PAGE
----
Exactly how you define ‘heavy’ games is debatable. Some people think of them as complicated games, with lots of rules, and a long playing time.
Twilight Imperium, a game all about galactic conquest, politics, and negotiation, has an official running time of four to eight hours. It is a classic of the Ameritrash genre, and if you like that sort of thing, and have lots of time on your hands, it is definitely something you should consider playing.
Similarly, many of the wargames discussed in chapter 7 take all day to play, and have more rules than a military prison. These are, clearly, heavy games.
However, there are many who argue that the complexity of the rules and the length of time it takes to play are not defining characteristics, but rather it is all about depth, and the amount of analysis and planning needed before making any decisions. So chess, for example, would be a heavy game, even though there are only a handful of rules, and it usually plays in less than an hour.
For the rest of this chapter, I am going to restrict myself to discussing Eurogames that have a lot of depth, and I will try to give you an idea what that means.
Like most Eurogamers, I started off playing gateway games. Over time my tastes started to change, as I played games that were incrementally heavier, until eventually I was enjoying what most people would call heavy games.
Some of the most well-known and popular heavy games include Brass, Food Chain Magnate, Through the Ages, Lisboa, Gaia Project, and Trajan. Rather than describing all of these, I am going to focus on just one game in particular – one of my favourite games, Mombasa. This is a heavy game, but by no means one of the heaviest.
At first glance Mombasa is not too intimidating – the box is the same size as the box for Takenoko and only a little heavier.
The rulebook is where we see the first signs that this is not a gateway game. Takenoko has seven pages of rules, but Mombasa has twelve. That’s not so bad, though, is it? Well, no, but the Mombasa rules have a much smaller font size, and a much bigger text to diagram ratio.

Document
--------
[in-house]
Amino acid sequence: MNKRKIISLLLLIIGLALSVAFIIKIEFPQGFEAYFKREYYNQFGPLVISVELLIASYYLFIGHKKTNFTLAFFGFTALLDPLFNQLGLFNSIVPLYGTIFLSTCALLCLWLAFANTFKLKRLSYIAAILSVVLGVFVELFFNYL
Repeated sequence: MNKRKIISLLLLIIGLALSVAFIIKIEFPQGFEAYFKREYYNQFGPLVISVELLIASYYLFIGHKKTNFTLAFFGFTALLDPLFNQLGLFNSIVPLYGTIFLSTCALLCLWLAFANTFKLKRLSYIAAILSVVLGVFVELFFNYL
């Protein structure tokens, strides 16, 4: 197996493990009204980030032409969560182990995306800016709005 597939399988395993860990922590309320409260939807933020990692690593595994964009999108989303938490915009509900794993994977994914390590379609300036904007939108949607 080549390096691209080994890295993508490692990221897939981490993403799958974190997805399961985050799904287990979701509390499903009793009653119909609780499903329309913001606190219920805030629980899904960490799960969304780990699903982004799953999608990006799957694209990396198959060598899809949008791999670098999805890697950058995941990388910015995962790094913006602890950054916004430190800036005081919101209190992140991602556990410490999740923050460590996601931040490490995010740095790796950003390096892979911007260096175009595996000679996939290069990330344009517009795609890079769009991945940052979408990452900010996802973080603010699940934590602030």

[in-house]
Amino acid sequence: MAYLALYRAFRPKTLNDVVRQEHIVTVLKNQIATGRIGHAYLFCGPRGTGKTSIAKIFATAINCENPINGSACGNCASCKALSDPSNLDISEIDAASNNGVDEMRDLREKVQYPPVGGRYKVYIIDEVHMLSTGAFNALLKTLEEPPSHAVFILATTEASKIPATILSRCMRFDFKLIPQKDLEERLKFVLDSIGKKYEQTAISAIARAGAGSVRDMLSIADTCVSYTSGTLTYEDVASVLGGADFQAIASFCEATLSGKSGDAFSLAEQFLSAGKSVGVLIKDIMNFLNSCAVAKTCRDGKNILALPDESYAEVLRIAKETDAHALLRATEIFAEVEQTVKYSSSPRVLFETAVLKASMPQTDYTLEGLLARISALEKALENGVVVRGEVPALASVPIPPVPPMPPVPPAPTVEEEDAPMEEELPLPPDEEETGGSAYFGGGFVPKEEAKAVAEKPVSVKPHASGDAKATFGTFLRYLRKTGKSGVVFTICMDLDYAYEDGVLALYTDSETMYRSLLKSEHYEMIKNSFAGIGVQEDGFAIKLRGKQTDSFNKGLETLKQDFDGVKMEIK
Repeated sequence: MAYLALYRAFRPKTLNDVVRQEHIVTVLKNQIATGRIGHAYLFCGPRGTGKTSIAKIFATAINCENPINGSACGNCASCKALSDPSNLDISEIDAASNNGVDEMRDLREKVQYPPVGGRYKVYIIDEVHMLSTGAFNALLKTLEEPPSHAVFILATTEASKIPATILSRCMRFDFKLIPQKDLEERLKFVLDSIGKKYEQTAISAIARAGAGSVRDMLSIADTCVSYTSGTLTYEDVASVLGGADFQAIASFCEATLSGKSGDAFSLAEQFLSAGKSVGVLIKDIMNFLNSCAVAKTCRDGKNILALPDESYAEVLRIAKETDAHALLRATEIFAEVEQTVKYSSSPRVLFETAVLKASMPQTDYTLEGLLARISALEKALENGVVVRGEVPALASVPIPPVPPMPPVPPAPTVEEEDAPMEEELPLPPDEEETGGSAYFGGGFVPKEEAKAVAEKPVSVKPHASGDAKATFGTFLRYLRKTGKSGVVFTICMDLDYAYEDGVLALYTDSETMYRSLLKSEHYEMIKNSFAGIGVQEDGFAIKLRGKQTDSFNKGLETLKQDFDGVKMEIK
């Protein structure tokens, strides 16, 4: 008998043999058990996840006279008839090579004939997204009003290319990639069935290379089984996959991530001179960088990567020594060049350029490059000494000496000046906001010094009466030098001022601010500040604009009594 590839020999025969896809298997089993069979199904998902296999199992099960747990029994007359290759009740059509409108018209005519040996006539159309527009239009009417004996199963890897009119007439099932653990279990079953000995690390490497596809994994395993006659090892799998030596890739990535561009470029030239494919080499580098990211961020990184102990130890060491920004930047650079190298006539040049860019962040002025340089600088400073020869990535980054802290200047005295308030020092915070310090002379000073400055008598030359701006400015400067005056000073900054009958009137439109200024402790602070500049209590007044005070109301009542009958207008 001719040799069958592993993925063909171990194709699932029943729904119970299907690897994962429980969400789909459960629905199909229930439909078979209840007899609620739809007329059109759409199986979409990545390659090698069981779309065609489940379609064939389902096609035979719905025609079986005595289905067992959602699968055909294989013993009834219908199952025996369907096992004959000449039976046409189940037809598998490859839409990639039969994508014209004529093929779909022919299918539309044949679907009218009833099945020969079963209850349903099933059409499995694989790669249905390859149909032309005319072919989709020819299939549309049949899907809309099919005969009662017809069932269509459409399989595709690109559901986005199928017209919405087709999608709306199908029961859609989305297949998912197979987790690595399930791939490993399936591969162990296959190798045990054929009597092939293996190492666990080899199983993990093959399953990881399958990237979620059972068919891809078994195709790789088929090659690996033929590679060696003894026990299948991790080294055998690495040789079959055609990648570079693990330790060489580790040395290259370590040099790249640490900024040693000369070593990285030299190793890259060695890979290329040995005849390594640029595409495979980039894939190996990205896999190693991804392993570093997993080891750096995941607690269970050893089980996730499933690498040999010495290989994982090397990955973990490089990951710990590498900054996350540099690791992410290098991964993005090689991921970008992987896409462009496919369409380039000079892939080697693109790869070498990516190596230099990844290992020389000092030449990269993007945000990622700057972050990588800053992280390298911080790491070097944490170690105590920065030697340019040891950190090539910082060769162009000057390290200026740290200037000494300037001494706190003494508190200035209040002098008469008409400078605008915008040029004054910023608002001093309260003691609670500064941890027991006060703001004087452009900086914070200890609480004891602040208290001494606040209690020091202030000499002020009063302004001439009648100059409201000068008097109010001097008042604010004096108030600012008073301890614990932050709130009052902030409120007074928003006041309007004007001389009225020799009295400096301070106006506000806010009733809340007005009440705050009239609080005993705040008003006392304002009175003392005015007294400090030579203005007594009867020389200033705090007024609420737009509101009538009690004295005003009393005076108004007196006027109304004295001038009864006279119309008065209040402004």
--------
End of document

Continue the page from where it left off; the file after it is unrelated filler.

The main board is a map of Africa, divided into territories, each with symbols on them. There are lots of little wooden buildings in four different colours, dozens of other wooden tokens and counters, a number of smaller boards, and a deck of cards.
Upon reading the rules, it becomes clear what the difference is between a standard Euro and a heavy Euro. A standard Euro tends to fit into a particular genre – it might be an area control game, or worker placement game, or a deck-building game, or a card drafting game. Mombasa, however, is an area control game, and a worker placement game, and a deck-building game, and a card drafting game.
It also has a few mechanics that do not appear often in other games: you have to make three discard piles and manage them carefully because you will be using one of them next turn; you collect book tokens (that’s tokens shaped like books, not WH Smith vouchers) and move a pawn along them to score points; there are companies you can invest in, with share values you can influence during the game. There are more mechanics in it than at an RAC Christmas party – or at least it feels that way.
Actually playing the game brings new challenges too. There are several ways of scoring points: company shares, book-keeping points, and a diamond track that I forgot to mention until now. How do you decide what to prioritise? Well, if you have played lots of games before, you will intuitively know that you need to do a little maths to work out where the big points are. You will also know that you need to be on the lookout for efficiencies, and cards and actions that have synergies with each other. You will want to build up an engine. And you should look at what your opponents are doing, and react accordingly.
The first time I played Mombasa it took me about twenty-five minutes to explain the rules, then it took us about two and a half hours to play – it filled our board game evening very nicely. The second time went a lot quicker though, and we had time for a bit of Codenames to wind down at the end of the night.
If, after reading this book, you decide you want to become a board game hobbyist, and Mombasa is the first game you decide to buy, I don’t think you will have a good time. All those unfamiliar rules will be overwhelming. However, anyone who starts in the hobby playing gateway games, then plays a few medium-heavy Euros, will find that most of the gameplay in Mombasa is familiar and intuitive. For people like that, heavy games offer a new challenge, and a glorious puzzle that needs solving.
Mombasa was created by one of my favourite game designers, Alexander Pfister. He has also created two other hugely successful heavy(ish) games, Great Western Trail and Blackout: Hong Kong (as well as the award-winning gateway games Broom Service and Isle of Skye).